Or, as Cheney recalls from an election-season Sunday morning, listening to Rev. Suzanne Harris speak from the pulpit: "'Our faith is not that bad things won't happen,' she said. 'Our faith is that when bad things do happen, God can still use that material to make something holy.' She reminded us that life is short. 'We do not have too much time to gladden the hearts of those who travel with us,' she said, 'so be swift to love and make haste to be kind.'"
He remembers, noting that he saw campaign staff scattered in the pews: "In the midst of a hard-fought political campaign, her sermon made all of us pause and reflect."
In the ups and downs of politics, as we watch polls like sports scores, it's worth remembering that all this activity and gamesmanship should always be in service to something greater and more enduring than a mere campaign or the movements of power.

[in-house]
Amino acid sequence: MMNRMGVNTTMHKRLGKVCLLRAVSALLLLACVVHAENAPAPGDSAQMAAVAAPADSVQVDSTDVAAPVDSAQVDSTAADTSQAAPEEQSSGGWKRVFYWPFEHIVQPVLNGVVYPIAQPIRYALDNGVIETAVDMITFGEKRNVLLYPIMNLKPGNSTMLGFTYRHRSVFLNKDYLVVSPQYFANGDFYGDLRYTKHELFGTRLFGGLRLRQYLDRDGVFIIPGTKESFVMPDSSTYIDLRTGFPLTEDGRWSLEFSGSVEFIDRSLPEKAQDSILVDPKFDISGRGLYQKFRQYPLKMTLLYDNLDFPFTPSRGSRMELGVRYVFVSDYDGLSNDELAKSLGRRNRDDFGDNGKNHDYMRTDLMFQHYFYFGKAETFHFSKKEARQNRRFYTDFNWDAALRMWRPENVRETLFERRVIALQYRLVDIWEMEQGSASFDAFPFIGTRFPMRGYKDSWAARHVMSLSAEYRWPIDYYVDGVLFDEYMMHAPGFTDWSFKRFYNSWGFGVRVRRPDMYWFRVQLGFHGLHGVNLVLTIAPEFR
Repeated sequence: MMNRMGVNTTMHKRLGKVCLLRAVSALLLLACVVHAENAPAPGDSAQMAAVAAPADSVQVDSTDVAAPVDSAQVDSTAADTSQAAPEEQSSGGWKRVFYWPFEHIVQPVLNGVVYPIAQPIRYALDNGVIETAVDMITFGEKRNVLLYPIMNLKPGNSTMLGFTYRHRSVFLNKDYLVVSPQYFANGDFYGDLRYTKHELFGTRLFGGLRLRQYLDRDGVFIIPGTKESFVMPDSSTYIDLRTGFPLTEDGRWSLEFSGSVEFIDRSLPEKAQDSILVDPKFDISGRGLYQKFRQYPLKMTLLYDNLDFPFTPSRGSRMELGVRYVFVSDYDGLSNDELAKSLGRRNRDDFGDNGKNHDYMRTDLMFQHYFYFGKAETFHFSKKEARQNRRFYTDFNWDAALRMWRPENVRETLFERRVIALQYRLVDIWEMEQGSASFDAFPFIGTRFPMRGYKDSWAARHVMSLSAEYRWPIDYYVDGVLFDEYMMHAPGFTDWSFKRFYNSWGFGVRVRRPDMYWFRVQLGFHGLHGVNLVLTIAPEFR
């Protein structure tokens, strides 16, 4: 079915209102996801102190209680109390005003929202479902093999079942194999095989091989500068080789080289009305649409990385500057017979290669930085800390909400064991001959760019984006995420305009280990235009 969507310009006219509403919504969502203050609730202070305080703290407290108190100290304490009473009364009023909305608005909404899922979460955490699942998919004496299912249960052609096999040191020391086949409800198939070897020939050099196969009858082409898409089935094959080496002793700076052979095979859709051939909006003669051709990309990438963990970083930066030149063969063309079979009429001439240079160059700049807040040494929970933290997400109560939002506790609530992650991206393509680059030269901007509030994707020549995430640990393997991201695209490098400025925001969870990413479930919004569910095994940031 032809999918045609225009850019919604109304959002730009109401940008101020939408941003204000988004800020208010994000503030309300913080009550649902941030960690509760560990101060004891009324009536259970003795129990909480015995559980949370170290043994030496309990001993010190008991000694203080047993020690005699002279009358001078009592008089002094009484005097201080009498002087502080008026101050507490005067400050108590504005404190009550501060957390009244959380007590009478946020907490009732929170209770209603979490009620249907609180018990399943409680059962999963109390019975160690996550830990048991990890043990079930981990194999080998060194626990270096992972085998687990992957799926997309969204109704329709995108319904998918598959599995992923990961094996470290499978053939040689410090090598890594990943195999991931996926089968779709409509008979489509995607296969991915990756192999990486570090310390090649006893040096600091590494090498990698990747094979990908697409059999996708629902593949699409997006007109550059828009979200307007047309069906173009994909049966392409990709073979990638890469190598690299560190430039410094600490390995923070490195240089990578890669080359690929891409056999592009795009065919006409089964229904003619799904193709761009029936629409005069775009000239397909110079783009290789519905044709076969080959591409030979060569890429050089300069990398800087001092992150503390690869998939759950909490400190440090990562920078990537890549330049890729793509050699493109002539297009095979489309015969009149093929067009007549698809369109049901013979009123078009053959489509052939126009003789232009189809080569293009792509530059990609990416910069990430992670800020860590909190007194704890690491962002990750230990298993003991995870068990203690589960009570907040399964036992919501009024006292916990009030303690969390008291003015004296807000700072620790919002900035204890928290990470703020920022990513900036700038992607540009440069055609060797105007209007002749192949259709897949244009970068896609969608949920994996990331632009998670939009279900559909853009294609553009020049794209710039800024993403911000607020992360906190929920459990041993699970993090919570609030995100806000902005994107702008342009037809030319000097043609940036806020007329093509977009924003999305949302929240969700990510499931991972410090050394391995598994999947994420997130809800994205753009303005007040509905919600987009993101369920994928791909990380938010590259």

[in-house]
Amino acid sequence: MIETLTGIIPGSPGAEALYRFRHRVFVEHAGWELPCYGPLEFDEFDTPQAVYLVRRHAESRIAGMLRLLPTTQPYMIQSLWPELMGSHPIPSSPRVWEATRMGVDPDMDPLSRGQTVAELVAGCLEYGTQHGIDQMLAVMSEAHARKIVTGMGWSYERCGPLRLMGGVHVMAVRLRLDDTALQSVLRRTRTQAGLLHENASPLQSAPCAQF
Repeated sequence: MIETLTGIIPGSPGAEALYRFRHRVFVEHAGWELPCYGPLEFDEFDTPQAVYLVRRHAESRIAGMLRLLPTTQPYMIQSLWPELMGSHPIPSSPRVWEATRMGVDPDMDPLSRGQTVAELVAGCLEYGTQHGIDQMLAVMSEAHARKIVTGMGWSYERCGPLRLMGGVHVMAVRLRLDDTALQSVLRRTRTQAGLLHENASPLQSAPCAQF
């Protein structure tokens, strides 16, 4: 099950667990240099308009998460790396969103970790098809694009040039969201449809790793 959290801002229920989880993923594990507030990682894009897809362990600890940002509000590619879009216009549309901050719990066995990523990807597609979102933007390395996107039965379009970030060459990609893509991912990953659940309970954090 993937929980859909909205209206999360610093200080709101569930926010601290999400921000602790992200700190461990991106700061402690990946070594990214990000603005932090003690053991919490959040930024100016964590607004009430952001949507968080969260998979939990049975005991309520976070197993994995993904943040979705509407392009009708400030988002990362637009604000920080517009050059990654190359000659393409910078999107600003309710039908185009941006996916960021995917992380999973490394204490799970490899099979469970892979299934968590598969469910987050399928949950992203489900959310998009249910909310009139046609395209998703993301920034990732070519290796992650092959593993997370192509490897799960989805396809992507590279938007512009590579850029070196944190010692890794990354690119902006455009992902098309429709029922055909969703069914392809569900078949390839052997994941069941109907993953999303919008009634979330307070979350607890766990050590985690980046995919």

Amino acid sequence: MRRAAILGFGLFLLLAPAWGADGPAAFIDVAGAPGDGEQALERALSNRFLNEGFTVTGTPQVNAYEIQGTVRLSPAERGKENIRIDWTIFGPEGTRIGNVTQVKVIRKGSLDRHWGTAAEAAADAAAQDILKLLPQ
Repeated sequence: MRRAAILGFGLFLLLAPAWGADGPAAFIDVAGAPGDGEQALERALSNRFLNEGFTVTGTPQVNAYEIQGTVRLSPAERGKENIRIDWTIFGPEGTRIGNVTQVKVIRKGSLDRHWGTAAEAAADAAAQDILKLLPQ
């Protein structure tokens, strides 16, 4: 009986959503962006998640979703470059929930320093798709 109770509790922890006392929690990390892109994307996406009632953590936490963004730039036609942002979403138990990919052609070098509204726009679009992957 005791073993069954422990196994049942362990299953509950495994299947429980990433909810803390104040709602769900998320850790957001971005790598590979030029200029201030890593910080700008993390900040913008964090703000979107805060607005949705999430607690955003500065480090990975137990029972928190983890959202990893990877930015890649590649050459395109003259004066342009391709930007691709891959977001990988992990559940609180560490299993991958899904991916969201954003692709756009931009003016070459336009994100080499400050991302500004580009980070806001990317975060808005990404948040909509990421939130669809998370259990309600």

We won't always agree on issues. We may interpret events and precepts differently. But we must never simply accept what the crowd says without gathering a few primary documents, the light of reason and a perspective rooted in something beyond the hubbub of the chattering class.